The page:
Browsers Responding to CAPTCHA Fatigue
CAPTCHAs, once an online gatekeeper, have long frustrated web surfers. Google Chrome and Microsoft Edge recognize this and have begun integrating features that might let users bypass the dreaded CAPTCHA drills.
The Auto-Verify Feature: A Closer Look
In a recent observation by Twitter aficionado @Leopeva64, Google Chrome’s desktop version appeared to be testing an “auto-verify” mechanism. Here’s the catch: this tool would let websites gauge if a user had cracked a CAPTCHA earlier. If so, the user would sail smoothly onto the next web page, without facing another CAPTCHA hurdle. In a surprising twist, @Leopeva64 uncovered a similar test on Microsoft Edge. This feature surfaced, not on desktop, but intriguingly, on its Android app. The roll-out timeline for these features on Chrome and Edge remains a mystery, yet there’s hope that the CAPTCHA era might be waning.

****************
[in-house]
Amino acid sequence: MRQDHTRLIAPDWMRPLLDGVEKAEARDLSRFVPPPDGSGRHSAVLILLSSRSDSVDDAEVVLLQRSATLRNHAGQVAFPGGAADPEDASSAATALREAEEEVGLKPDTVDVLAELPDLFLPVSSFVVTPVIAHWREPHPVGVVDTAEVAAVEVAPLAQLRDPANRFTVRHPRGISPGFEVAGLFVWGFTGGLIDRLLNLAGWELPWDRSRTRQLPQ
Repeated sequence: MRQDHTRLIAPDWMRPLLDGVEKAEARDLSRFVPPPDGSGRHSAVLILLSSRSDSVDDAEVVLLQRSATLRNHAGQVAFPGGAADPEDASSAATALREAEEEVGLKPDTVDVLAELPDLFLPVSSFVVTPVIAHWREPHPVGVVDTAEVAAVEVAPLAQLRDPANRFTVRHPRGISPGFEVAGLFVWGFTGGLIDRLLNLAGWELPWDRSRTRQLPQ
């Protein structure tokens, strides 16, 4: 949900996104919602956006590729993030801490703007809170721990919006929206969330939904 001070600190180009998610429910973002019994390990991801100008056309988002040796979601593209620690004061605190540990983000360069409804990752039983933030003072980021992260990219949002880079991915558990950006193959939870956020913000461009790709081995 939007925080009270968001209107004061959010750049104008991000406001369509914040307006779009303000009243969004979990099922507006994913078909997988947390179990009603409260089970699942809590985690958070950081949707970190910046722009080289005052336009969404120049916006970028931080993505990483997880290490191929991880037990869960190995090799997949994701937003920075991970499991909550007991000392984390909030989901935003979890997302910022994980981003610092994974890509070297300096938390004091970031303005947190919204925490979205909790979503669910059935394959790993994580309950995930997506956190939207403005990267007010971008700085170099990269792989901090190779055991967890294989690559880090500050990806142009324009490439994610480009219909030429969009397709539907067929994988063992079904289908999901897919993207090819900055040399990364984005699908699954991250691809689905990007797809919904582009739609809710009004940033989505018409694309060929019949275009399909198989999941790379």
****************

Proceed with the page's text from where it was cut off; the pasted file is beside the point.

The Downside of Traditional CAPTCHAs
While CAPTCHAs served as bulwarks against bot invasions, their efficacy has been challenged. Earlier, an AI assistant like ChatGPT could mischievously coax a human into untangling a CAPTCHA puzzle, casting doubts on their robustness.